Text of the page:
Footfall in State’s main cities remains far below usual levels

Pedestrian numbers in Limerick, Dublin, Cork and Galway fell up to 90% in lockdown

An empty Grafton Street in April. Footfall levels are currently at about 50% of pre-Covid levels on Grafton Street, accordking to Dublin City Council. Photograph: Dara Mac Dónaill

An empty Grafton Street in April. Footfall levels are currently at about 50% of pre-Covid levels on Grafton Street, accordking to Dublin City Council. Photograph: Dara Mac Dónaill

Your Web Browser may be out of date. If you are using Internet Explorer 9, 10 or 11 our Audio player will not work properly.
For a better experience use Google Chrome, Firefox or Microsoft Edge.

 

Footfall in the State’s four main cities fell by up to 90 per cent at the height of Covid-19 lockdown, and despite a range of measures designed to reverse the decline, some centres’ recoveries remain tentative, new figures show.

The data, provided this week to The Irish Times by Dublin, Galway, Cork and Limerick city councils, show how devastating the pandemic has been for their main shopping and business districts.

Specialised “counters” deployed at key locations reported pedestrian numbers collapsing by 90 per cent in Limerick, 88 per cent in Galway, 83 per cent in Dublin and 76 per cent in Cork, during the first weeks of movement restrictions in March and April.

An empty Burgh Quay in Dublin city in April. File photograph: Dara Mac Dónaill
An empty Burgh Quay in Dublin city in April. File photograph: Dara Mac Dónaill

Across Dublin pedestrian numbers have “fallen dramatically” according to the city council. Counters in the “core area” between Stephen’s Green and Henry Street reported about 475,000 pedestrians a day in the first week of March, falling to about 80,000 at the start of April.

Footfall in this key area “is back to just 50 per cent of pre-Covid levels” but at key locations into the city centre, “the numbers commuting by foot in the morning peak was only at 20 per cent of pre-Covid” in early July.

The main shopping thoroughfares continue to struggle. Henry Street is recovering better than Grafton Street despite measures from the council to boost visitor numbers to the area – including the weekend pedestrianisation of surrounding streets and seven-day permissions for cafes and restaurants for outdoor tables and chairs.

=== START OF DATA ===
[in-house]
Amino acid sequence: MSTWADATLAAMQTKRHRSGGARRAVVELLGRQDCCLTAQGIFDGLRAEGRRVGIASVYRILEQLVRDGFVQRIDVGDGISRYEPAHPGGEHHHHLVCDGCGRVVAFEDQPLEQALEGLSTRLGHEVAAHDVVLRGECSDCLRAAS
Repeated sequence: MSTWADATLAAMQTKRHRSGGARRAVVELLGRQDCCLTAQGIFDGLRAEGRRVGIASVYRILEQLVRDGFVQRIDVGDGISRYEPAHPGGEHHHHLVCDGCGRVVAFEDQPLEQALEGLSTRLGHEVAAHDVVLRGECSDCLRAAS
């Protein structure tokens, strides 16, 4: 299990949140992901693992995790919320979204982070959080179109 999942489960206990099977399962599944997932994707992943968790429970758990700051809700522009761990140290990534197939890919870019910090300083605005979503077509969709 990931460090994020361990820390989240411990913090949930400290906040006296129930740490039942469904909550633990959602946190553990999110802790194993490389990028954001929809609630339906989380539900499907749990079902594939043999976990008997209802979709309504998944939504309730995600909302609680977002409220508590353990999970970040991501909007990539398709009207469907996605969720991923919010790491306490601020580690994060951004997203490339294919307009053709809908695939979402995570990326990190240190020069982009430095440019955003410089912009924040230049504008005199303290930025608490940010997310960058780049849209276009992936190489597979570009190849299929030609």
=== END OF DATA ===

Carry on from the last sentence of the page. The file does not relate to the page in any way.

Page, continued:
“[Footfall] levels are currently at approximately 50 per cent of pre-Covid levels on Grafton Street and up to 80 per cent on a Sunday on Henry Street,” the council said.

In Cork, footfall on the main Patrick Street fell by 76 per cent in April, compared with the same month last year. It has been recovering since, according to a city council spokeswoman, but by the end of last month was still down 29 per cent on 2019 volumes.

Incentives to attract shoppers back to the city, introduced at the end of July, included the pedestrianisation of 14 streets, two-hour free-parking slots in council-owned car-parks and a €2 million investment in the existing cycling infrastructure.

Galway city saw its pedestrian numbers tumble from 394,412 in the first week of March, to 48,798 in the first week of April – an 88 per cent drop. They have improved since, and by mid-August were at 238,226 – albeit still 39.5 per cent below the pre-Covid high.

However, this footfall is 60 per cent below the same period last year, when the city welcomed 580,000 pedestrians. Galway’s worst week comparatively was the last of July – traditionally the start of the Galway Arts Festival and Races – when 80 per cent fewer (160,000) pedestrians were in the city than last year (800,000).

In Limerick, pedestrians at the junction of O’Connell Street and William Street fell from 13,991 on Saturday, March 7th, to a low of 764 on Sunday, April 12th – a 94.5 per cent collapse. The lowest Saturday figure was on March 28th, when 1,538 people passed the junction - 90.4 per cent below the March.

People came in higher numbers from mid-June and by August 28th, 12,656 were counted – 90 per cent of the early March figure.

In Dublin, cyclist counts at the busiest morning hours of 7am to 10am were still at about 30 per cent of their pre-lockdown levels.

“Comparing February to August of this year, to last year, we can see that morning commuter cycling numbers remain significantly reduced,” says the council.

In contrast, off-peak cyclist numbers held steady, and even surpassed 2019 rates. While numbers recorded between 10am and 3pm, and between 7pm and 11pm fell from just over 2,000 a day to under 1,000 between March 11th and April 8th – compared with about 2,500 in the same period in 2019 – they climbed to more than 4,000 in mid-June, compared with about 2,300 in mid-June last year.

Bus commuter numbers in Dublin “show continuing gradual recovery”, now at 40 per cent of their pre-Covid weekday levels, while “traffic volumes are still flat and have not shown any growth over recent weeks with some locations still well below pre-Covid levels.”

News Digests

Stay on top of the latest newsSIGN UP HERE